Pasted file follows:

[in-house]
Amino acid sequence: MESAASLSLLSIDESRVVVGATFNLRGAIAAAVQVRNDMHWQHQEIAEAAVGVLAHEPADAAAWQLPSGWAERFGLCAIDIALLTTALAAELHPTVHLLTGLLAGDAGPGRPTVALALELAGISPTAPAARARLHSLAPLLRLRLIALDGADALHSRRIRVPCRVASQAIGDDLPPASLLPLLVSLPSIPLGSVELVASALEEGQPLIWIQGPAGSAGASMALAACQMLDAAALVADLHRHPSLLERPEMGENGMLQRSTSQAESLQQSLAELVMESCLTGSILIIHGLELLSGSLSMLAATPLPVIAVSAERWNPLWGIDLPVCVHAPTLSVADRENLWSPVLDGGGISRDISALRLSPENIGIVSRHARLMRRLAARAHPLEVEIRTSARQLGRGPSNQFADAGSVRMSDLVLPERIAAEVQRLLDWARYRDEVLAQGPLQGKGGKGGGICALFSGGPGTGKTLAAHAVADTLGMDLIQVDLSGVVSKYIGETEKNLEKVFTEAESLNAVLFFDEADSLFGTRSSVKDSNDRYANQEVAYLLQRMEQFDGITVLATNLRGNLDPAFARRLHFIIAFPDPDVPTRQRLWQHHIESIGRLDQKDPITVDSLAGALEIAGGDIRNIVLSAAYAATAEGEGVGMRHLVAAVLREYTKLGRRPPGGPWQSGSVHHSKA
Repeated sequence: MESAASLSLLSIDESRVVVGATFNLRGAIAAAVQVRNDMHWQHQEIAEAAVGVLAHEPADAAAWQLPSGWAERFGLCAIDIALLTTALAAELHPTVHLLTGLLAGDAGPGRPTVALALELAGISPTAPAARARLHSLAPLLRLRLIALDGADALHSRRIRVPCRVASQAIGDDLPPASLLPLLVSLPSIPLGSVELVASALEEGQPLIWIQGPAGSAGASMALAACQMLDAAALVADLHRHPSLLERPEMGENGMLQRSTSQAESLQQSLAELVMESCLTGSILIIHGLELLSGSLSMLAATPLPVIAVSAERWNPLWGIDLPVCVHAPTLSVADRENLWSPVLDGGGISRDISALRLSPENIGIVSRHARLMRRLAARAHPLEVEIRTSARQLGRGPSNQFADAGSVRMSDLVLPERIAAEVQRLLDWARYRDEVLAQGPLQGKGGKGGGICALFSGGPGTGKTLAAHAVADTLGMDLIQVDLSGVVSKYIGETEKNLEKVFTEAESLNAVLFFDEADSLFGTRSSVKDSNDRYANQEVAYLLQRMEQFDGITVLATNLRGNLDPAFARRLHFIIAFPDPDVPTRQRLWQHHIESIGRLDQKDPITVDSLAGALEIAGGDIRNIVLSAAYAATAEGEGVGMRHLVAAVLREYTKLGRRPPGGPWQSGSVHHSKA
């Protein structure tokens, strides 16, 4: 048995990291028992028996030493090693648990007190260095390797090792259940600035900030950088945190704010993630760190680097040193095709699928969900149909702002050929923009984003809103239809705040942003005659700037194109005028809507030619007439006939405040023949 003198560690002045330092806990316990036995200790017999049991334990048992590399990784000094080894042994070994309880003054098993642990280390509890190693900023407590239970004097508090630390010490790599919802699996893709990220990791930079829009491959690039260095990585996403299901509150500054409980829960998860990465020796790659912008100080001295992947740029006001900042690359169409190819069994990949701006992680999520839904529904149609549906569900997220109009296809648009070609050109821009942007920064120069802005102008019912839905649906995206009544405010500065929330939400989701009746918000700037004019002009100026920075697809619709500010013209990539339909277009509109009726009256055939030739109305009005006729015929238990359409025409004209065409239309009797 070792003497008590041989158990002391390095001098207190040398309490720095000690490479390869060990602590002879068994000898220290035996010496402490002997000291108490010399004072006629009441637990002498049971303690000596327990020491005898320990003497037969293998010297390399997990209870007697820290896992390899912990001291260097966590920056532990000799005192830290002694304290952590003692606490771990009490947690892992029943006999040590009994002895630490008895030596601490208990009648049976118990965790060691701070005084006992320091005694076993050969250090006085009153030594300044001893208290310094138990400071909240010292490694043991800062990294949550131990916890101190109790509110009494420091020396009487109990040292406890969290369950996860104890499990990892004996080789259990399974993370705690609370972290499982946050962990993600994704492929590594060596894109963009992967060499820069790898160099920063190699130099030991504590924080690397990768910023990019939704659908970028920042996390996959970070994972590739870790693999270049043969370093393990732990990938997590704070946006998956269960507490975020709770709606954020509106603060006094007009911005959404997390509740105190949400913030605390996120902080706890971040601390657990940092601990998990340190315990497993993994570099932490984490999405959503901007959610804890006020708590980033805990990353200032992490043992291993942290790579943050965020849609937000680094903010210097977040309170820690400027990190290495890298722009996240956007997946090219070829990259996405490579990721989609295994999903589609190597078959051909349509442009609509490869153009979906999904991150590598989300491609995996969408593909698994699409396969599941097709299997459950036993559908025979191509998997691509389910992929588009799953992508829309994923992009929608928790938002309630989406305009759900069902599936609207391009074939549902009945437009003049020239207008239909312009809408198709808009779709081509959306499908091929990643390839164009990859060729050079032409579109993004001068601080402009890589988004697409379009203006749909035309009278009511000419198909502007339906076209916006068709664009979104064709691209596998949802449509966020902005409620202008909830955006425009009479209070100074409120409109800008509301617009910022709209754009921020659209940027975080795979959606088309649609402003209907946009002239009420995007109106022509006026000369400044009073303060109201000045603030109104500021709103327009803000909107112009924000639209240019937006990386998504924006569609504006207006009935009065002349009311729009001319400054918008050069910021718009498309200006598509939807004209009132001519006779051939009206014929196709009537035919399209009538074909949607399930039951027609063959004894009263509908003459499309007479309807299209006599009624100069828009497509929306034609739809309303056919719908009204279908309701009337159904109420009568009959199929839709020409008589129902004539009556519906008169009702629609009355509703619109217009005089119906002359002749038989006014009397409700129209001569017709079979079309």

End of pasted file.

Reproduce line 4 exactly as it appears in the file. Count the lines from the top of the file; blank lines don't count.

């Protein structure tokens, strides 16, 4: 048995990291028992028996030493090693648990007190260095390797090792259940600035900030950088945190704010993630760190680097040193095709699928969900149909702002050929923009984003809103239809705040942003005659700037194109005028809507030619007439006939405040023949 003198560690002045330092806990316990036995200790017999049991334990048992590399990784000094080894042994070994309880003054098993642990280390509890190693900023407590239970004097508090630390010490790599919802699996893709990220990791930079829009491959690039260095990585996403299901509150500054409980829960998860990465020796790659912008100080001295992947740029006001900042690359169409190819069994990949701006992680999520839904529904149609549906569900997220109009296809648009070609050109821009942007920064120069802005102008019912839905649906995206009544405010500065929330939400989701009746918000700037004019002009100026920075697809619709500010013209990539339909277009509109009726009256055939030739109305009005006729015929238990359409025409004209065409239309009797 070792003497008590041989158990002391390095001098207190040398309490720095000690490479390869060990602590002879068994000898220290035996010496402490002997000291108490010399004072006629009441637990002498049971303690000596327990020491005898320990003497037969293998010297390399997990209870007697820290896992390899912990001291260097966590920056532990000799005192830290002694304290952590003692606490771990009490947690892992029943006999040590009994002895630490008895030596601490208990009648049976118990965790060691701070005084006992320091005694076993050969250090006085009153030594300044001893208290310094138990400071909240010292490694043991800062990294949550131990916890101190109790509110009494420091020396009487109990040292406890969290369950996860104890499990990892004996080789259990399974993370705690609370972290499982946050962990993600994704492929590594060596894109963009992967060499820069790898160099920063190699130099030991504590924080690397990768910023990019939704659908970028920042996390996959970070994972590739870790693999270049043969370093393990732990990938997590704070946006998956269960507490975020709770709606954020509106603060006094007009911005959404997390509740105190949400913030605390996120902080706890971040601390657990940092601990998990340190315990497993993994570099932490984490999405959503901007959610804890006020708590980033805990990353200032992490043992291993942290790579943050965020849609937000680094903010210097977040309170820690400027990190290495890298722009996240956007997946090219070829990259996405490579990721989609295994999903589609190597078959051909349509442009609509490869153009979906999904991150590598989300491609995996969408593909698994699409396969599941097709299997459950036993559908025979191509998997691509389910992929588009799953992508829309994923992009929608928790938002309630989406305009759900069902599936609207391009074939549902009945437009003049020239207008239909312009809408198709808009779709081509959306499908091929990643390839164009990859060729050079032409579109993004001068601080402009890589988004697409379009203006749909035309009278009511000419198909502007339906076209916006068709664009979104064709691209596998949802449509966020902005409620202008909830955006425009009479209070100074409120409109800008509301617009910022709209754009921020659209940027975080795979959606088309649609402003209907946009002239009420995007109106022509006026000369400044009073303060109201000045603030109104500021709103327009803000909107112009924000639209240019937006990386998504924006569609504006207006009935009065002349009311729009001319400054918008050069910021718009498309200006598509939807004209009132001519006779051939009206014929196709009537035919399209009538074909949607399930039951027609063959004894009263509908003459499309007479309807299209006599009624100069828009497509929306034609739809309303056919719908009204279908309701009337159904109420009568009959199929839709020409008589129902004539009556519906008169009702629609009355509703619109217009005089119906002359002749038989006014009397409700129209001569017709079979079309």